Ham had no clue that there were rivals out there who were way ahead him, deploying software that purchased names at a rate that Ham's fingers couldn't match. Through registration data, he eventually traced many of those purchases to one owner: "NoName." Behind the shadowy moniker was another reclusive domain pioneer, a Chinese-born programmer named Yun Ye, who, according to people who know him, operated out of his house in Fremont, Calif.

By day Ye worked as a software developer. At night he unleashed the programs that automated domain purchases. (Ye achieved deity status among domainers in 2004 when he sold a portfolio of 100,000 names to Marchex (Charts), a Seattle-based, publicly traded search marketing firm, for $164 million. He then moved to Vancouver.)

Ham went back to the keyboard, writing scripts so that he, too, could pound at the registrars. Ham's track record began to improve, but he still wasn't satisfied. "Yun was just too good," he says.

Then Ham did something brash: He bought his way to the front of the line. Since registrars had direct connections to Network Solutions's servers, Ham's play was to cut out the middleman. He struck deals with several discount registrars, even helping them write software to ensure that they captured the names Ham wanted to buy during the drops. In exchange for the exclusivity, Ham offered to pay as much as $100 for some names that might normally go for as little as $8.

Within weeks Ham had struck so many deals that, according to rivals, he controlled most of the direct connections. "I kept telling them to hit them harder," Ham says in a rare boastful moment. "We brought down the servers many times." During one six-month period starting in late 2000, Ham registered more than 10,000 names.

Rival domainers, locked out of much of the action, didn't appreciate Ham's tactics. It was one of them, most likely, who sent him the turd. "Kevin came in and closed the door for everyone else," says Frank Schilling, a domainer who figured out what Ham had done and sealed similar deals. "There was a ton of professional jealousy."

Ham, in fact, owes a lot to Schilling. Both men lived in Vancouver at the time, and after Ham sought out Schilling in November 2000, the two met at a restaurant to compare notes.

"How much traffic do you have?" Schilling asked. An embarrassed Ham replied that he had no idea. Schilling mentioned that he was experimenting with a new service,, that would populate his domains with ads. Ham spent the next week figuring out how much traffic his sites were generating, and he was amazed by the initial tally: 8,000 unique visitors per day from the 375 names he owned at the time.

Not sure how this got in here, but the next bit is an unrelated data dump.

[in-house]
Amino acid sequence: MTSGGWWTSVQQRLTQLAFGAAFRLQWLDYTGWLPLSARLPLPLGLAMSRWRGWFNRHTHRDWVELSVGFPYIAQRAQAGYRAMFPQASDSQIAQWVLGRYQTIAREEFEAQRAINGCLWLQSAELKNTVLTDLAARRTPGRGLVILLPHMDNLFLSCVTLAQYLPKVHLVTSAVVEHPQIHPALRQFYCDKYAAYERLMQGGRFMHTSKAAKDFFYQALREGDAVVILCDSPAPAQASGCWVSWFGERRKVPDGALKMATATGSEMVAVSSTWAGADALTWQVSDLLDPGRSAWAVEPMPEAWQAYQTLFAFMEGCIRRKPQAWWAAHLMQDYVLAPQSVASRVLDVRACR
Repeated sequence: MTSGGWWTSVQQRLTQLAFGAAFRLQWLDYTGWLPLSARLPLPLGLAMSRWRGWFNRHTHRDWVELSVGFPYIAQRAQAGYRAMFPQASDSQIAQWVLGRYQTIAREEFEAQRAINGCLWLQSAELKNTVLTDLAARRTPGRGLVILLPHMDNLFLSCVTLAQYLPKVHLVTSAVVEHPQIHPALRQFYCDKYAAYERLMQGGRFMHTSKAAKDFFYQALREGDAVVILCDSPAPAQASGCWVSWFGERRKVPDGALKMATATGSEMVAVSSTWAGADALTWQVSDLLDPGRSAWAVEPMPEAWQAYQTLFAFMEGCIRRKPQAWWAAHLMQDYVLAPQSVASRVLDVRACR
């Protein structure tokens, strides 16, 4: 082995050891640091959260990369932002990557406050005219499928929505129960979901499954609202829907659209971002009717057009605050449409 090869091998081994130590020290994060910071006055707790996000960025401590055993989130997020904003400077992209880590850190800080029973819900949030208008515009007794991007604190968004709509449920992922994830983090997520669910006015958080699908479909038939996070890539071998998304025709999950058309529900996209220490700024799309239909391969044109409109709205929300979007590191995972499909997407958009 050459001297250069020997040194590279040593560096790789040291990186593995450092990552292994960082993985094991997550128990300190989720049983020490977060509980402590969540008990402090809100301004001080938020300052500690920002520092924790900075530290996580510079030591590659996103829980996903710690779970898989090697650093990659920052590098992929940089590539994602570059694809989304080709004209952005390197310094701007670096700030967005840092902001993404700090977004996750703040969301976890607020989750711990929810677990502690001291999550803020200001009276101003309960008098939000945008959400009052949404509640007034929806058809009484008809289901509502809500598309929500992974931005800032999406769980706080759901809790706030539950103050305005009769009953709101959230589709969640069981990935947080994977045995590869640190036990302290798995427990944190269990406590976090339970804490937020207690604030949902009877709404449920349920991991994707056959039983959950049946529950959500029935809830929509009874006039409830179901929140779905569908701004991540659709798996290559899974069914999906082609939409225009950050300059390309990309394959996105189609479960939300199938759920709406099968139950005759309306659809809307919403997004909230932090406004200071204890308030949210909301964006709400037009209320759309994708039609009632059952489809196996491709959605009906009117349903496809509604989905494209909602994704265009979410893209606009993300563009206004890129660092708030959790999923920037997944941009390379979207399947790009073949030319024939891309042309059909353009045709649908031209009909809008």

"From then on," Ham says, "I knew that what I was building would be very, very valuable." He soon signed up with GoTo (which was later purchased by Yahoo). On his first day, Ham made $1,500.

The system worked then as it does now: People don't always use Google (Charts, Fortune 500) or Yahoo to find something on the Web; they'll often type what they're looking for into a browser's address bar and add ".com."

It's a practice known as "direct navigation," or type-in traffic, and millions do it. Need wedding shoes? Type in "" -- a site that Ham happens to own -- and you'll land on what looks like a shoe-shopping portal, filled with links from dozens of retailers.

Click on any one of those links, and the advertiser that placed it pays Yahoo, which in turn pays a cut to Ham. That single site, Ham says, brings in $9,100 a year. Small change, maybe, but the name cost him $8, and his annual overhead for it is about $7. Multiply that model several thousand times over, and you get a quick idea of the kind of cash machine that Ham was creating from his living room.

By early 2002, roughly $1 million a year was pouring into Ham's operation, which he ran with the help of his high school friend and current partner, Colin Yu. But again he felt the tug of his conscience. He occasionally left Vancouver to do medical missionary stints, helping patients in Mexico, the Philippines, and China. He found the experience rewarding, but the development boom he saw taking off in China just reminded him of the virtual real estate boom he was leading back home.

Soon Ham was back working full-time on the Web. "There was just too much more to do," he says.

A little taste

There was no looking back. The next few years were among Ham's most aggressive. One of his most valuable tricks was one he had experimented with in the early days, a practice called domain "tasting." Tasting takes advantage of a provision that allows domain-name buyers a free five-day trial period. Intended to protect customers who mistakenly purchase the wrong name, it handed aggressive domainers another means with which to expand -- and exploit -- their portfolios.